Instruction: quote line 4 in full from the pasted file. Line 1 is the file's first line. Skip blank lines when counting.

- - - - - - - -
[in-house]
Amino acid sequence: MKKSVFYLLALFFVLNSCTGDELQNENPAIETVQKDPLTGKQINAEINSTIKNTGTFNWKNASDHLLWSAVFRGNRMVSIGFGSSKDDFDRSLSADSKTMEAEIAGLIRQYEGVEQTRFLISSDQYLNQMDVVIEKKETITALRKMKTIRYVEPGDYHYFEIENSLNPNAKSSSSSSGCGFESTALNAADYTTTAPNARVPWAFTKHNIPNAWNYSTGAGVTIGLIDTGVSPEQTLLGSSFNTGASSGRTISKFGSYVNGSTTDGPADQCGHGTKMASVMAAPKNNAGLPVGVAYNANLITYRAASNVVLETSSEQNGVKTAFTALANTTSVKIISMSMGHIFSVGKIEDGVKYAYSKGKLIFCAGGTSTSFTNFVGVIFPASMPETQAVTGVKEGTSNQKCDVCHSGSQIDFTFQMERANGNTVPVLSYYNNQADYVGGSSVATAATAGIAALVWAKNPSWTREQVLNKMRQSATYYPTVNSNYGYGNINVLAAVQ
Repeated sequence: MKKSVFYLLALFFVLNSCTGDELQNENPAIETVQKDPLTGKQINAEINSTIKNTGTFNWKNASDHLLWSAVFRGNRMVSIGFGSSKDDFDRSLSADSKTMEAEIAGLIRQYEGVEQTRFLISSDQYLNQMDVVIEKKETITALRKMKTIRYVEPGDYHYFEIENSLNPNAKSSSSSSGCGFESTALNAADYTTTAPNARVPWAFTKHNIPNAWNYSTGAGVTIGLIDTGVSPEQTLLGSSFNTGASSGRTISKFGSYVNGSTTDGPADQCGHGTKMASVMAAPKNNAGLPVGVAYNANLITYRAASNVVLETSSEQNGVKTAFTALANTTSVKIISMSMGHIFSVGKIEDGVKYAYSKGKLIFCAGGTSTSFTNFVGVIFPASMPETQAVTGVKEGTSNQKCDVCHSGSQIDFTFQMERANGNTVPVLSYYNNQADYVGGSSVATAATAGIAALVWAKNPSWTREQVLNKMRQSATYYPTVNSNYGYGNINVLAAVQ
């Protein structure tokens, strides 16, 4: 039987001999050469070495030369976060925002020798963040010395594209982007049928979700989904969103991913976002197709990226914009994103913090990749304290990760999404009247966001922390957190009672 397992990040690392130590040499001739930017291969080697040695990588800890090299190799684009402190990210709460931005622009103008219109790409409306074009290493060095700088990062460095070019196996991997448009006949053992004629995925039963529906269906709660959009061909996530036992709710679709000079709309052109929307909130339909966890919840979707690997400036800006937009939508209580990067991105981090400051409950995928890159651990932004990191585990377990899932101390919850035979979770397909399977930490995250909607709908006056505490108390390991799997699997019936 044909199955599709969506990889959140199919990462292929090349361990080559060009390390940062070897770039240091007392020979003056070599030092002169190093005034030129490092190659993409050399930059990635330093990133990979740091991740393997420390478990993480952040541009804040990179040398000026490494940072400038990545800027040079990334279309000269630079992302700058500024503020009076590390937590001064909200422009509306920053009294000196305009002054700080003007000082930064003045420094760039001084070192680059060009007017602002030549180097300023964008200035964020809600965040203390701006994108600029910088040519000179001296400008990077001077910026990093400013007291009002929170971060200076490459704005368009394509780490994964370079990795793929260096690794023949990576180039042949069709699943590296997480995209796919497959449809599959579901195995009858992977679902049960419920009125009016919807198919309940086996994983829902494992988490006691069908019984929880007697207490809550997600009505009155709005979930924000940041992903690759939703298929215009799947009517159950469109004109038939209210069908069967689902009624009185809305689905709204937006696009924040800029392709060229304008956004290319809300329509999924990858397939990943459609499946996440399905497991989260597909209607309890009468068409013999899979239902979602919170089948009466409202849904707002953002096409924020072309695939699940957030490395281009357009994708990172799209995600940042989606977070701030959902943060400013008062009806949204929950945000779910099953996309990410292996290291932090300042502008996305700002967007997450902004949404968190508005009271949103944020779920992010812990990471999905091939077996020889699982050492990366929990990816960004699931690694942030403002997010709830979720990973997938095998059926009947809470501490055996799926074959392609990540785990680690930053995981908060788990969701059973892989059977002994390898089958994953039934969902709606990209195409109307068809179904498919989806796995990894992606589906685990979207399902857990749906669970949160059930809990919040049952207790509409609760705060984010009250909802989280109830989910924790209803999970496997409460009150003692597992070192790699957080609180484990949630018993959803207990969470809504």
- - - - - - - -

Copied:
């Protein structure tokens, strides 16, 4: 039987001999050469070495030369976060925002020798963040010395594209982007049928979700989904969103991913976002197709990226914009994103913090990749304290990760999404009247966001922390957190009672 397992990040690392130590040499001739930017291969080697040695990588800890090299190799684009402190990210709460931005622009103008219109790409409306074009290493060095700088990062460095070019196996991997448009006949053992004629995925039963529906269906709660959009061909996530036992709710679709000079709309052109929307909130339909966890919840979707690997400036800006937009939508209580990067991105981090400051409950995928890159651990932004990191585990377990899932101390919850035979979770397909399977930490995250909607709908006056505490108390390991799997699997019936 044909199955599709969506990889959140199919990462292929090349361990080559060009390390940062070897770039240091007392020979003056070599030092002169190093005034030129490092190659993409050399930059990635330093990133990979740091991740393997420390478990993480952040541009804040990179040398000026490494940072400038990545800027040079990334279309000269630079992302700058500024503020009076590390937590001064909200422009509306920053009294000196305009002054700080003007000082930064003045420094760039001084070192680059060009007017602002030549180097300023964008200035964020809600965040203390701006994108600029910088040519000179001296400008990077001077910026990093400013007291009002929170971060200076490459704005368009394509780490994964370079990795793929260096690794023949990576180039042949069709699943590296997480995209796919497959449809599959579901195995009858992977679902049960419920009125009016919807198919309940086996994983829902494992988490006691069908019984929880007697207490809550997600009505009155709005979930924000940041992903690759939703298929215009799947009517159950469109004109038939209210069908069967689902009624009185809305689905709204937006696009924040800029392709060229304008956004290319809300329509999924990858397939990943459609499946996440399905497991989260597909209607309890009468068409013999899979239902979602919170089948009466409202849904707002953002096409924020072309695939699940957030490395281009357009994708990172799209995600940042989606977070701030959902943060400013008062009806949204929950945000779910099953996309990410292996290291932090300042502008996305700002967007997450902004949404968190508005009271949103944020779920992010812990990471999905091939077996020889699982050492990366929990990816960004699931690694942030403002997010709830979720990973997938095998059926009947809470501490055996799926074959392609990540785990680690930053995981908060788990969701059973892989059977002994390898089958994953039934969902709606990209195409109307068809179904498919989806796995990894992606589906685990979207399902857990749906669970949160059930809990919040049952207790509409609760705060984010009250909802989280109830989910924790209803999970496997409460009150003692597992070192790699957080609180484990949630018993959803207990969470809504």